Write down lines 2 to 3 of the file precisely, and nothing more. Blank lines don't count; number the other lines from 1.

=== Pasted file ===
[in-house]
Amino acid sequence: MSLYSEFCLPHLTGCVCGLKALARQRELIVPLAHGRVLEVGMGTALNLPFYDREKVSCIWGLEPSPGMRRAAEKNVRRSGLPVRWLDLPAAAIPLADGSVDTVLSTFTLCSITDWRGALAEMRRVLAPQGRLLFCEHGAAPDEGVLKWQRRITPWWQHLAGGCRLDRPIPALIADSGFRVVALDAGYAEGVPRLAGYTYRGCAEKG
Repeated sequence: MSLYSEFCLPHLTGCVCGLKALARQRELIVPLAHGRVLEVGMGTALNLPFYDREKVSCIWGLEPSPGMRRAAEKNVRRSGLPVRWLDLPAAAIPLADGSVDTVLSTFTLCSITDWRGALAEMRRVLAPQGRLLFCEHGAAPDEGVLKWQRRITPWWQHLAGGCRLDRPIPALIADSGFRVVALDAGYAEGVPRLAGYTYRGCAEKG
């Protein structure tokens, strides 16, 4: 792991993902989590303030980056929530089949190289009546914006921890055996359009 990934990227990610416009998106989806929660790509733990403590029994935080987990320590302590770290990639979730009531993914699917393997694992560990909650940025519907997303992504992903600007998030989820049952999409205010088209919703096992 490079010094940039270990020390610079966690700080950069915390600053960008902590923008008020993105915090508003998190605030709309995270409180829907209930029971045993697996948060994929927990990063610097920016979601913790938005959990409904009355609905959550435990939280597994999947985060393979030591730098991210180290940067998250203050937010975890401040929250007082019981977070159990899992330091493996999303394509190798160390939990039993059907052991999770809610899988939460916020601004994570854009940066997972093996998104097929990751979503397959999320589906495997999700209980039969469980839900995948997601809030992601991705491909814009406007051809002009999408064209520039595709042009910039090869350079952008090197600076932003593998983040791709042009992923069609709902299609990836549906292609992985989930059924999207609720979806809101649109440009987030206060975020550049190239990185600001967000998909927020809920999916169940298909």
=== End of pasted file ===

Amino acid sequence: MSLYSEFCLPHLTGCVCGLKALARQRELIVPLAHGRVLEVGMGTALNLPFYDREKVSCIWGLEPSPGMRRAAEKNVRRSGLPVRWLDLPAAAIPLADGSVDTVLSTFTLCSITDWRGALAEMRRVLAPQGRLLFCEHGAAPDEGVLKWQRRITPWWQHLAGGCRLDRPIPALIADSGFRVVALDAGYAEGVPRLAGYTYRGCAEKG
Repeated sequence: MSLYSEFCLPHLTGCVCGLKALARQRELIVPLAHGRVLEVGMGTALNLPFYDREKVSCIWGLEPSPGMRRAAEKNVRRSGLPVRWLDLPAAAIPLADGSVDTVLSTFTLCSITDWRGALAEMRRVLAPQGRLLFCEHGAAPDEGVLKWQRRITPWWQHLAGGCRLDRPIPALIADSGFRVVALDAGYAEGVPRLAGYTYRGCAEKG